What an invigorating and disturbing surprise it proves to be when Papadimitropoulous drops the other shoe and one realises they’ve actually been watching a secret horror film – one grounded in the same themes of aging mentioned above, as well as one of misogyny. An abrupt but well-executed shift in mood (little details like how the partying sequences in the earlier half look idyllic, while in the latter they look queasy prevent tonal whiplash) pushes the movie into darker territory. Without spoiling, Kostis begins to commit acts which are increasingly sinister, culminating in a quite upsetting sequence – partly because it centres on a disturbing act but also because the audience have been sympathising up until this point with the perpetrator.

I can see the film receiving negative criticism, partly because rapid tonal shifts are divisive but also because the young characters in Suntan, particularly its women, are often objectified. Yet, gradually the viewer realises that they are seeing the movie from Kostis’ perspective. Thus, the younger players only appear as vapid, sexually open hipsters because that’s how our lead perceives them. Plus, Elli Tringou’s performance helps counter these criticisms, imbuing her character with a personality, despite working in this limited parameter.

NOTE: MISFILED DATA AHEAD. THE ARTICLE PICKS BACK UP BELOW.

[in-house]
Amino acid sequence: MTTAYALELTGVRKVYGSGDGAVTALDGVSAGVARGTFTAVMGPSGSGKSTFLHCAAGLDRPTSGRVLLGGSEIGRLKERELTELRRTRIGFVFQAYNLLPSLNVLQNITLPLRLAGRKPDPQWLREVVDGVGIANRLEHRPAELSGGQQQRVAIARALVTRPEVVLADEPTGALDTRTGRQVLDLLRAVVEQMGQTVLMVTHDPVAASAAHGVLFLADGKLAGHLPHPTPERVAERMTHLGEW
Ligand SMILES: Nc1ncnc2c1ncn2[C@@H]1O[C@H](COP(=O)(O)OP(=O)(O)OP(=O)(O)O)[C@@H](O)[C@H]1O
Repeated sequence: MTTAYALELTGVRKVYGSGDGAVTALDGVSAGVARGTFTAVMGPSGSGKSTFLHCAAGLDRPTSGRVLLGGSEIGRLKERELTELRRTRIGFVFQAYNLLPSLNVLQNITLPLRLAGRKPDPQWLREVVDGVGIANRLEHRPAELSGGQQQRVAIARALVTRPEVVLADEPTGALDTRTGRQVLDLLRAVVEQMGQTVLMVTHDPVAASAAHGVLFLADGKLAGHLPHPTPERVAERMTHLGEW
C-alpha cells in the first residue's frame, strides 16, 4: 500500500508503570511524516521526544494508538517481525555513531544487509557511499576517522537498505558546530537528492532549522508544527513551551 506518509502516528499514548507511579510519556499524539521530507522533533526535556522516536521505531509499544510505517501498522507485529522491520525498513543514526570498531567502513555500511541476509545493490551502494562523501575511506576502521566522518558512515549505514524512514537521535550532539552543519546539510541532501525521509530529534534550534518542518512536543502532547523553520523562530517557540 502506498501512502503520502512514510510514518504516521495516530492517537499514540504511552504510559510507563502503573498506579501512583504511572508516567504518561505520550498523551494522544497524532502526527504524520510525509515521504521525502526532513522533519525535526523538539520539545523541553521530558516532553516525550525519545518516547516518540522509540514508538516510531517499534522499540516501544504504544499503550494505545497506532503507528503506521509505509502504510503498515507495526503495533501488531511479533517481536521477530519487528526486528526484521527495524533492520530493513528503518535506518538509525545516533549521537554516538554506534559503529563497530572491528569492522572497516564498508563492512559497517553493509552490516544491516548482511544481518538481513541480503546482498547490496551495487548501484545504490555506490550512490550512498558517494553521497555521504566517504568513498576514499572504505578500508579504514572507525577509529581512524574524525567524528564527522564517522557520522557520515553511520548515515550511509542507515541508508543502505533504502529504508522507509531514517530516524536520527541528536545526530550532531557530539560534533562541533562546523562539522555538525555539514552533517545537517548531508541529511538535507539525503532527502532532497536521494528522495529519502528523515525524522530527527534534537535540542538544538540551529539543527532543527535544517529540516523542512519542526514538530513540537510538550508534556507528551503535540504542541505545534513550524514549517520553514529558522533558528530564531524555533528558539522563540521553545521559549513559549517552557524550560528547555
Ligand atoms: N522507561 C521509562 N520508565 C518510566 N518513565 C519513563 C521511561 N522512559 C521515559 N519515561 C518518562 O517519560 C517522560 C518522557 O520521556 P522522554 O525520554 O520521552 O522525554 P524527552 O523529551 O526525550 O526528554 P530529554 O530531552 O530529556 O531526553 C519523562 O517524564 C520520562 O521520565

Suntan is further proof that people should sit-up and take notice of the Greek “weird-wave”, a movement brimming with fresh ideas, tackling dark, social issues.

Stephen Porzio


Suntan is released 28th April 2017

Suntan  – Official Website




Review: Rules Don’t Apply


DIR/WRI: Warren Beatty • PRO: Warren Beatty, Steve Bing, Ron Burkle, Molly Conners, Frank Giustra, Sarah E. Johnson, William D. Johnson, Jonathan McCoy, Arnon Milchan, Steven Mnuchin, Sybil Robson Orr, James Packer, Brett Ratner, Terry Semel, Jeffrey Soros’ Christopher Woodrow • DOP: Caleb Deschanel • ED: Robin Gonsalves, Leslie Jones, Brian Scofield, Billy Weber • DES: Jeannine Oppewall •  CAST: Lily Collins, Haley Bennett, Taissa Farmiga